Be prepared to support your request for additional discovery. Once you have obtained a trickle of discovery, or the court has permitted sampling, work with your expert to harvest the information. Initial discovery will inevitably identify other sources of e-data that you want to pursue.

Expect the defense to argue that you have already received thousands of documents and that additional discovery would be unduly burdensome and unlikely to yield relevant evidence. Persuade the court to allow you to continue your search by explaining why the documents you have obtained so far have been valuable, that you have found gaps in the data, and how the production in electronic form has expedited the review and controlled costs.

New tactics

The Rules of Civil Procedure and case law are evolving to accommodate the issues being raised by widespread use of computer databases and electronic communications. The traditional "data dump" in discovery has given way to new obstructionist tactics: While defendants used to direct you to a warehouse to rummage through thousands of bankers' boxes, now they want to strictly limit your ability to inspect the contents of their electronic warehouse.

A defendant's ability to overwhelm you with objections and baseless claims that discovery is too difficult and costly will waste hours of the court's time and strain your finite resources. If you make the effort to prepare early in the case and attempt to negotiate reasonable parameters of discovery, you can save hundreds of hours without compromising your goal of finding the information you need


(1.) Kleiner v. Burns, No. 00-2160-JWL, 2000 WL 1909470, at*4 (D. Kan. Dec. 15, 2000) (citing Shira A. Scheindlin & Jeffrey Rabkin, Electronic Discovery in Federal Civil Litigation: Is Rule 34 up to the Task?, 41 B.C.L. REV. 327, 333 (2000)).

(2.) For further discussion of metadata see Todd Flaming, Is Your Word Processor Spilling Secrets to Your Opponent?, TRIAL, Sept. 2002, at 69.

(3.) Bills v. Kennecott Corp., 108 F.R.D. 459, 461-62 (D. Utah 1985).

(4.) See Scheindlin & Rabkin, supra note 1, at 346-78.

(5.) The Federal Civil Rules Advisory Subcommittee on E-Discovery is currently considering amendments to the rules. Codifying preservation and disclosure requirements may help plaintiffs defeat obstructionist defense tactics. However, pro-company protectionist provisions may make obtaining necessary e-discovery from defendants more difficult.

(6.) FED. R. CIV. P. 26(a) (2) (B). For a lengthy discussion on electronic discovery and availability of computerized data, see MANUAL FOR COMPLEX LITIGATION (FOURTH) [section] 11.446 (2004).

(7.) See, e.g., Anti-Monopoly, Inc. v. Hasbro, Inc., No. 94CIV.2120, 1995 WL 649934 (S.D.N.Y. Nov. 3, 1995); Santiago v. Miles, 121 F.R.D. 636, 638-41 (W.D.N.Y. 1988); see also McPeek v. Ashcroft, 202 F.R.D. 31 (D.D.C. 2001).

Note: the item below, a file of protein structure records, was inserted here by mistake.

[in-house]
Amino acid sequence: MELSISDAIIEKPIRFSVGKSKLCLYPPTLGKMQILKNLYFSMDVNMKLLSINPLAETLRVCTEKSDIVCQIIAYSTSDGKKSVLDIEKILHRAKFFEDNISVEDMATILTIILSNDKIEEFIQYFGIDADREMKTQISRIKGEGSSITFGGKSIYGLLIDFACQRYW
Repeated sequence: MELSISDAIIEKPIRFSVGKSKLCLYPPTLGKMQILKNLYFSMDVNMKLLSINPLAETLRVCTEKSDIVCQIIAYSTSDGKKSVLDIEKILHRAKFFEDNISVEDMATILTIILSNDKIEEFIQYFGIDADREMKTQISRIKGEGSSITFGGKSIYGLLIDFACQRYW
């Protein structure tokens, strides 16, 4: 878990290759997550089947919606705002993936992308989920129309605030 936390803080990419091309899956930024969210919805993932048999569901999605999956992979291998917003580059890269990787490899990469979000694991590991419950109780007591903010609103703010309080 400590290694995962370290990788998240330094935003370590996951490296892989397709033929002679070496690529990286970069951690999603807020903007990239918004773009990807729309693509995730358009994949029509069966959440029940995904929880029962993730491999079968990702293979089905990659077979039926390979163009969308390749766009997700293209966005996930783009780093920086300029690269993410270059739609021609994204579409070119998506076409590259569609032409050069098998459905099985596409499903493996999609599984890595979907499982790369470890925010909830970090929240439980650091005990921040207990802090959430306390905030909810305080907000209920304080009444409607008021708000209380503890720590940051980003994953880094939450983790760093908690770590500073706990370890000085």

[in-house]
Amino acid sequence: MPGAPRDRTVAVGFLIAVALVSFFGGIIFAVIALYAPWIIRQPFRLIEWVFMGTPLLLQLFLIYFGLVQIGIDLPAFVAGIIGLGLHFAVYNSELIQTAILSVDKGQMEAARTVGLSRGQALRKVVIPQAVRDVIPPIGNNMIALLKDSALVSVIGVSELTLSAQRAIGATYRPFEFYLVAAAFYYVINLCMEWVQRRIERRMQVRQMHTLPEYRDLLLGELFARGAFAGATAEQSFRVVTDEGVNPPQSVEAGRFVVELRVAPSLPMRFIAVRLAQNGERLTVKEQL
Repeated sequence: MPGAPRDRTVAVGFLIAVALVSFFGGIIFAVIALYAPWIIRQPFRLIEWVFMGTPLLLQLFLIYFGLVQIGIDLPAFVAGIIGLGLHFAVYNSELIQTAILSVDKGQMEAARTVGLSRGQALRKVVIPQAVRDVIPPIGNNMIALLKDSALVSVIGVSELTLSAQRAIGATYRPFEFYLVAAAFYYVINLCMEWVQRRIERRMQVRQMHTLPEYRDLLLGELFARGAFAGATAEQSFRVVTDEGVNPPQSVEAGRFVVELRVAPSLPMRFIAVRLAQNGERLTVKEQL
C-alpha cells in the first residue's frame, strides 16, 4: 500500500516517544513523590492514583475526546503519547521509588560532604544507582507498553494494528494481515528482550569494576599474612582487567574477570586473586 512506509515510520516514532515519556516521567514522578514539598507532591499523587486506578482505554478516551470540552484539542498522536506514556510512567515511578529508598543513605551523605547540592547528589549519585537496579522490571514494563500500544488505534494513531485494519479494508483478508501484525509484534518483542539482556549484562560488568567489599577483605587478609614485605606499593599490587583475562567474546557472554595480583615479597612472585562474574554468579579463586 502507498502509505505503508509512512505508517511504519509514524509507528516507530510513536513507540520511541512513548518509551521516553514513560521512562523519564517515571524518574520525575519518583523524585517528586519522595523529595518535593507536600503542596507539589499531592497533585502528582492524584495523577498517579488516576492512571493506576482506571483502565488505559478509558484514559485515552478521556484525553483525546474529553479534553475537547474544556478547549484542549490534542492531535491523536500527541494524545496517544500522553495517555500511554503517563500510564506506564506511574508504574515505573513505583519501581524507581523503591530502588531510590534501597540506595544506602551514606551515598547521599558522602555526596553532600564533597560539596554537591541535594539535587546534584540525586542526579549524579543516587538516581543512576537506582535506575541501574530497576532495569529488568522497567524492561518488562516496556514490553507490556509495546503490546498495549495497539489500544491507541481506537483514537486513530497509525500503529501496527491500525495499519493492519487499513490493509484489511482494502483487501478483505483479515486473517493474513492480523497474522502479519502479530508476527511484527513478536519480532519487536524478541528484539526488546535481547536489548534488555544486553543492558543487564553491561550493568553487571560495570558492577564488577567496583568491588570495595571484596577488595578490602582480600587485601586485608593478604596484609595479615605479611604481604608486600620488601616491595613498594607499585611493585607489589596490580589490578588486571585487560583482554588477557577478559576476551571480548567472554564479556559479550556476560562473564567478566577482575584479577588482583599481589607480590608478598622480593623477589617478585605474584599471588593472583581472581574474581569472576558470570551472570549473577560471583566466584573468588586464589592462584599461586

(8.) See, e.g., Wright v. Bayer Corp., No. 01-T-1206N (M.D. Ala. Nov. 9, 2001) (order of U.S. Magistrate Judge Vanzetta McPherson); Steiner v. Bayer Corp., No. 01-3172 (Ala. Montgomery County Cir. Ct. Oct. 31, 2001) (order of Circuit Judge William Shashy).

(9.) See, e.g., Bell v. Auto. Club, 80 F.R.D. 228, 233-34 (E.D. Mich. 1978), appeal dismissed without opinion, 601 F.2d 587 (6th Cir.), cert. denied, 99 S. Ct. 2839 (1979); see also In re Livent, Inc. Note-holders See. Litig., No. 98 Civ. 7161 VMDFE, 2003 WL 23254 (S.D.N.Y. Jan. 2, 2003).

(10.) Some federal district courts have begun implementing specific local rules aimed at e-discovery. For example, the U.S. District Court for New Jersey Local Rule 26.1 (d), "Discovery of Digital Information Including Computer-Based Information," contemplates the production of e-discovery, as well as a duty of counsel to identify sources of e-discovery available from their respective clients. For additional citations to local e-discovery rules, see the Federal Judicial Center, Materials on Electronic Discovery, at (last visited July 30, 2004).

(11.) See, e.g.,Pretrial Order No. 10, Production and Preservation of Defendants' Electronic Data, In re Propulsid Prods. Liab. Litig, MDL No. 1355 (E.D. La. Apt: 19, 2001), available at propulsid. (last visited July 30, 2004).

(12.) See id.

(13.) See, e.g., Anderson v. Cornejo, No. 97 C 7556, 2001 WL 219639 (N.D. Ill Mar. 6, 2001); Daewoo Elec. Co. v. United States, 650 F. Supp. 1003, 1006 (Ct. Int'l Trade 1986).

(14.) See. e.g., Playboy Enters., Inc. v. Welles, 60 F. Supp. 2d 1050, 1055 (S.D. Cal. 1999); United States v. Int'l Bus. Machs. Corp., 76 F.R.D. 97, 98-99 (S.D.N.Y 1977).

(15.) See, e.g., Sattar v. Motorola, Inc., 138 F.3d 1164, 1171 (7th Cir. 1998); In re Bristol-Meyers Squibb Sec. Litig., 205 F.R.D. 437 (D.N.J. 2002); Rowe Entm't, Inc. v William Morris Agency, Inc., 205 F.R.D. 421, 429-32 (S.D.N.Y. 2002); McPeek, 202 F.R.D. 31; Kozlowski v. Sears, Roebuck & Co., 73 F.R.D. 73, 76 (D. Mass. 1976).

(16.) 217 F.R.D. 309 (S.D.N.Y. 2003).

(17.) Id.

(18.) Id. at 318.

(19.) Id.

(20.) Id. at 323.

(21.) Id. For cases in which the producing party claimed enormous costs of producing e-discovery, see Byers v. Ill. State Police, No. 99 C 8105, 2002WL 1264004, at *11 (N.D. Ill. June 3, 2002); Murphy Oil U.S.A., Inc. v. Fluor Daniel, Inc., 52 Fed. R. Serv. 3d 168 (E.D. La. 2002); Linnen v. A.H. Robins Co., No. 97-2307, 1999 WL 462015, at *6 (Mass. Supra. Ct. June 16, 1999).

MICHAEL J. RYAN is a partner with Krupnick, Campbell, Malone, Buser, Slama, Hancock, Liberman & McKee in Fort Lauderdale, Florida.
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Author:Ryan, Michael J.
Date:Sep 1, 2004